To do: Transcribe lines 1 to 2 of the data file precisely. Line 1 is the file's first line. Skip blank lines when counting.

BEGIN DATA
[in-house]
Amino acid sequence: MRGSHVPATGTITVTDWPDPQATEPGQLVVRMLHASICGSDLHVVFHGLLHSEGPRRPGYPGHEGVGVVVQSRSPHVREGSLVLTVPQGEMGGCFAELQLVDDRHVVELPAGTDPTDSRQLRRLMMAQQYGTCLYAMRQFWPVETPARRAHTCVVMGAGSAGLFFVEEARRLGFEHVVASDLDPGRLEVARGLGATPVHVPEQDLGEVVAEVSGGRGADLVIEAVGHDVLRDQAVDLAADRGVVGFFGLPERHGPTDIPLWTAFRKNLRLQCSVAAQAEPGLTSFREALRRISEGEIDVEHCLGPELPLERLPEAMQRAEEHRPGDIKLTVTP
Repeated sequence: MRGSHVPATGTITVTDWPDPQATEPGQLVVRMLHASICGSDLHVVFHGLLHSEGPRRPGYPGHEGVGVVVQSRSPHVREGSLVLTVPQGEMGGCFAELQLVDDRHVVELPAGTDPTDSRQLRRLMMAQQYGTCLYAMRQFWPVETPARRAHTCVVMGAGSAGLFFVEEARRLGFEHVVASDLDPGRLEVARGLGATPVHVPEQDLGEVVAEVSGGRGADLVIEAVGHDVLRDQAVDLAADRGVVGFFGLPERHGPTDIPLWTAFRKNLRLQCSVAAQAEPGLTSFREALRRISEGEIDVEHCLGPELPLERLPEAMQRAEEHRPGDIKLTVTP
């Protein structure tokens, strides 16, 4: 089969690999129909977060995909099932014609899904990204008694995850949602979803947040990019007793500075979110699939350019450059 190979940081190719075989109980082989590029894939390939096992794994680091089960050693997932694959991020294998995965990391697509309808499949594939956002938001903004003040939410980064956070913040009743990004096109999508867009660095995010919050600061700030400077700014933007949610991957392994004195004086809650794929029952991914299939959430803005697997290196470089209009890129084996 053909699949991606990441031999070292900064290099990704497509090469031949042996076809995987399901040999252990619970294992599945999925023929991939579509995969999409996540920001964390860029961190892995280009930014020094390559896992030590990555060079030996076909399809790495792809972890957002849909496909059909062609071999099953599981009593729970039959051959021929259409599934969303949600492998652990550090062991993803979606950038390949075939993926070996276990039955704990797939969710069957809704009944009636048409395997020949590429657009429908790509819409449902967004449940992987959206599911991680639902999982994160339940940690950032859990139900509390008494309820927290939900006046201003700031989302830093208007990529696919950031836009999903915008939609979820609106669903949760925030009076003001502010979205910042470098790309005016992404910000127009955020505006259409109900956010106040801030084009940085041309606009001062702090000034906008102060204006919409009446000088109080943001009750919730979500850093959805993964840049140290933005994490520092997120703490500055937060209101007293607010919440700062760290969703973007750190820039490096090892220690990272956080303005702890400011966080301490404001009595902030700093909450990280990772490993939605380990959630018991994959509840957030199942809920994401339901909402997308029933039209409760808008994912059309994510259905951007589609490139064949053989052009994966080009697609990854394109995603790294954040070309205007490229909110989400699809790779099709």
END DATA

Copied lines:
[in-house]
Amino acid sequence: MRGSHVPATGTITVTDWPDPQATEPGQLVVRMLHASICGSDLHVVFHGLLHSEGPRRPGYPGHEGVGVVVQSRSPHVREGSLVLTVPQGEMGGCFAELQLVDDRHVVELPAGTDPTDSRQLRRLMMAQQYGTCLYAMRQFWPVETPARRAHTCVVMGAGSAGLFFVEEARRLGFEHVVASDLDPGRLEVARGLGATPVHVPEQDLGEVVAEVSGGRGADLVIEAVGHDVLRDQAVDLAADRGVVGFFGLPERHGPTDIPLWTAFRKNLRLQCSVAAQAEPGLTSFREALRRISEGEIDVEHCLGPELPLERLPEAMQRAEEHRPGDIKLTVTP